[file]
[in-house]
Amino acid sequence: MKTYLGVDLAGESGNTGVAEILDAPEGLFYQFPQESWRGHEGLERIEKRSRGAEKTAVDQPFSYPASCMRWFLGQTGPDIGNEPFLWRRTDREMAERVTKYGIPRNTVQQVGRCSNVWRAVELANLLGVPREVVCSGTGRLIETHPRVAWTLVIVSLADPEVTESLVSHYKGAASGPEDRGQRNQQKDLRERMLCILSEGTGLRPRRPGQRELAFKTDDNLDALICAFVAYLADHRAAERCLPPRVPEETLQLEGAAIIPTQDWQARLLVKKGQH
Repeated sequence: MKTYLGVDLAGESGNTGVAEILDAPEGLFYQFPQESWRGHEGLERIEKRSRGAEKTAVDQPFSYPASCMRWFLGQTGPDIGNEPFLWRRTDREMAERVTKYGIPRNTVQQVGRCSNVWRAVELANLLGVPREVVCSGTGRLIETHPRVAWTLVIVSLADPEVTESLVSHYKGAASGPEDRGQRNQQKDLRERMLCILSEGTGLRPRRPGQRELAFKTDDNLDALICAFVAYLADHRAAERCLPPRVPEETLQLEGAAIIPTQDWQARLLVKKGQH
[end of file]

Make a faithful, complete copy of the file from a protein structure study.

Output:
[in-house]
Amino acid sequence: MKTYLGVDLAGESGNTGVAEILDAPEGLFYQFPQESWRGHEGLERIEKRSRGAEKTAVDQPFSYPASCMRWFLGQTGPDIGNEPFLWRRTDREMAERVTKYGIPRNTVQQVGRCSNVWRAVELANLLGVPREVVCSGTGRLIETHPRVAWTLVIVSLADPEVTESLVSHYKGAASGPEDRGQRNQQKDLRERMLCILSEGTGLRPRRPGQRELAFKTDDNLDALICAFVAYLADHRAAERCLPPRVPEETLQLEGAAIIPTQDWQARLLVKKGQH
Repeated sequence: MKTYLGVDLAGESGNTGVAEILDAPEGLFYQFPQESWRGHEGLERIEKRSRGAEKTAVDQPFSYPASCMRWFLGQTGPDIGNEPFLWRRTDREMAERVTKYGIPRNTVQQVGRCSNVWRAVELANLLGVPREVVCSGTGRLIETHPRVAWTLVIVSLADPEVTESLVSHYKGAASGPEDRGQRNQQKDLRERMLCILSEGTGLRPRRPGQRELAFKTDDNLDALICAFVAYLADHRAAERCLPPRVPEETLQLEGAAIIPTQDWQARLLVKKGQH